We followed the trail into and back up out of the Little Zigzag Canyon and over the Zigzag Overlook, to our first substantial crossing: the Zigzag River. (Zigzag is a popular name in the region.) A makeshift bridge of a board plus a couple slippery logs meant my boots were barely splashed. Bailey dipped her paws to cool down before we moved on. Our first river crossing was a breeze!
Past the river, we headed into shaded forest trails – with a lot of uncleared blowdown. Very old, very large trees created obstacles that we had to climb over, under, or around to continue on. In places, the trees had fallen over other trees as many as three trunks high. Bailey needed a couple “up-and-over” assists to get past larger trees without clearance for her to go under. I opted to crawl under a couple that were too tall for me to scramble over; talk about serious squats when you’re loaded up with a pack. Our selected route was leading us off the Timberline Trail to detour through Paradise Park, and the trail up into the alpine meadows remained challenging until we reached them.
Entering the meadows, we found several small streams being created by the patches of snow still over stretches of the meadows. The trail itself was 99% clear, and where it did cross snow there was no need for traction devices. Bailey enjoyed getting into the water to keep her paws cool, as well as playing in the snow when we found it.
There were crazy amounts of wildflowers, more varieties than I think I’ve encountered in one place before. I understand now more than before why they are such an attraction. Every meadow we came to as we went along the trail, we saw tons of colorful blooms. I could go back just to spend all day taking pictures in a single meadow. And then there were the incredible views of Mount Hood herself.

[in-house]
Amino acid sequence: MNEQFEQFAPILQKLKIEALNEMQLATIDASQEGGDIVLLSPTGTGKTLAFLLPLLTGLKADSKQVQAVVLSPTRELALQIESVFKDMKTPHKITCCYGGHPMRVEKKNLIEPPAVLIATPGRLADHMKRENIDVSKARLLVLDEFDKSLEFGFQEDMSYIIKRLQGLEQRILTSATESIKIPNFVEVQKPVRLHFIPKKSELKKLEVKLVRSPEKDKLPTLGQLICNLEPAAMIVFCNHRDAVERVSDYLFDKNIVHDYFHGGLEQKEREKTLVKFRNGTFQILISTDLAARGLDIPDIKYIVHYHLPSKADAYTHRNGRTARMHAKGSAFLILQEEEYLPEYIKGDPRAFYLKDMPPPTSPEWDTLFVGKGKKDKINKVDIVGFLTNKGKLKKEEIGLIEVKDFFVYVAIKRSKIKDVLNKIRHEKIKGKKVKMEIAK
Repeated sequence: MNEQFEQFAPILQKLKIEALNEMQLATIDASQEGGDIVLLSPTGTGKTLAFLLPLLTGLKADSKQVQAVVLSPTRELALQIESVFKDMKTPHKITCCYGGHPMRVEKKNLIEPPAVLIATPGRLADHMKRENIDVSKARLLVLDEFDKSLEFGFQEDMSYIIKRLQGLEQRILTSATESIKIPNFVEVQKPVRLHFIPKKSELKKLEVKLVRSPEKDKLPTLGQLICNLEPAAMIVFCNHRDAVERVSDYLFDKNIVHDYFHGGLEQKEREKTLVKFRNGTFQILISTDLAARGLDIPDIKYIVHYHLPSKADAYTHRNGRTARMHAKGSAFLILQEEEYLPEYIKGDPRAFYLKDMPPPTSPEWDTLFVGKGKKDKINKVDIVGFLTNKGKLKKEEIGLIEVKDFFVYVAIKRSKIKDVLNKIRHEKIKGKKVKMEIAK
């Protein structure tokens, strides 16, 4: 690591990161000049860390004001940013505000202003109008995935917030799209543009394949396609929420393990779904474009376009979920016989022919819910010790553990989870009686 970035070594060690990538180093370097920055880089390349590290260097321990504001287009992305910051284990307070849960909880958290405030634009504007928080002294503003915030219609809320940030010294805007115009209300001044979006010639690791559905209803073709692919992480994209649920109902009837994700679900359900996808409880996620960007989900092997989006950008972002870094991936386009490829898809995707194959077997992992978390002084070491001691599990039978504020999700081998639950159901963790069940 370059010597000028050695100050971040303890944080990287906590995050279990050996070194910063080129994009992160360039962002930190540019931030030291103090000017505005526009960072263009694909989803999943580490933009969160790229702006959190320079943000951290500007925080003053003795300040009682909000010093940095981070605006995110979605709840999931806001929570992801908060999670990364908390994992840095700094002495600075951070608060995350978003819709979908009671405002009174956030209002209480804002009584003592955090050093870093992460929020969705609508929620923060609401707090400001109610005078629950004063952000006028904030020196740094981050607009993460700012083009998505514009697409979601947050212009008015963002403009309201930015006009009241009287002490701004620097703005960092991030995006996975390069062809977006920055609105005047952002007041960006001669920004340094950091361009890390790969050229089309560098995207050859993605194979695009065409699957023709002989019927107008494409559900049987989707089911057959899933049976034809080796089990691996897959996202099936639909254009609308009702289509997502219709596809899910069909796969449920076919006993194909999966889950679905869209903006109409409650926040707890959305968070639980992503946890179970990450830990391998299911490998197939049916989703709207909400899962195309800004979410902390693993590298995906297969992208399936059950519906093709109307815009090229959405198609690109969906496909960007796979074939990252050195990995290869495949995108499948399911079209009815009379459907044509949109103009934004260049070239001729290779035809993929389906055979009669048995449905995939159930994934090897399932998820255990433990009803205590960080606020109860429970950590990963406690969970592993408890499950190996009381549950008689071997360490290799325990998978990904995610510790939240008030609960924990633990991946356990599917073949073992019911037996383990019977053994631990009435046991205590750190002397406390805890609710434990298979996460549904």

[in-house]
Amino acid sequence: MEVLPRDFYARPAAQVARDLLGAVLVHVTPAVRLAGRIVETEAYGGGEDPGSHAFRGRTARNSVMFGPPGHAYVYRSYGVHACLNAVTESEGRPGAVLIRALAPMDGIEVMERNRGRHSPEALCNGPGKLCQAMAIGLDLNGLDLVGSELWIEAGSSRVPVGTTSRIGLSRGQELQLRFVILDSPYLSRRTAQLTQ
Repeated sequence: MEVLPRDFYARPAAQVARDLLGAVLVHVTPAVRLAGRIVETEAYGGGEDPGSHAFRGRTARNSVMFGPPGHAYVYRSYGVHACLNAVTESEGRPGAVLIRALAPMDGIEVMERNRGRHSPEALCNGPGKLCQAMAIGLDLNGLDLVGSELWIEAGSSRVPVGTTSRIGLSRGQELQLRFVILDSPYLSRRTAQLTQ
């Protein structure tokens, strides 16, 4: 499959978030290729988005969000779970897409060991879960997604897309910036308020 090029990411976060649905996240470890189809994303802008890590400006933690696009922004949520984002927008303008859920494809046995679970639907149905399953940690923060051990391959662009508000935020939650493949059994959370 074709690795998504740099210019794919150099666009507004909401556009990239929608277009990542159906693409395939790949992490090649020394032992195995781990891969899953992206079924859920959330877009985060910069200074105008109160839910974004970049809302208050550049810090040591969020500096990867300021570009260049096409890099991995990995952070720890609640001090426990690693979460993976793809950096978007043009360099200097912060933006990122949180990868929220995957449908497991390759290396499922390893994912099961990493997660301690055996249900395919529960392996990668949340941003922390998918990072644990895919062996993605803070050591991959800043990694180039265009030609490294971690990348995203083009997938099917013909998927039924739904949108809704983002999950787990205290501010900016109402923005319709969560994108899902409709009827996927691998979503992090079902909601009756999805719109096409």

As we left the meadows the trail lead to the edge of a canyon where the sound of crashing water dominated the air; abruptly coming to a viewpoint, and a massive drop off, we could see a series of waterfalls along the Sandy River far below. Sheer cliff faces loomed across the canyon, and the mountain over all. It was an amazing landscape of geology and the power of the elements over time.
After leaving the viewpoint, our route once again moved into the forest and the trail went steeply downhill towards Rushing Water Creek. The shade was definitely appreciated as we went through the trees, although I couldn’t help but think the further we dropped in elevation, the more I knew we had to regain the next day. Our intended camp was just before where the creek would join the Sandy River, sheltered under the trees and with plenty of fresh water.
Stopping here meant we would start Day 2 with crossing the river at one of the lowest points of the day; being fed by glacial runoff and snow melt, the creeks and rivers around the mountain were higher later in the day. I’d strategically planned all of our campsites with this in mind. Before setting up camp, we went to look at the Sandy River; I was appropriately intimidated, but determined.
As always, you can visit my Flickr site for more images from my trips and comments are definitely welcome. Check back for reports from Days 2, 3, and 4…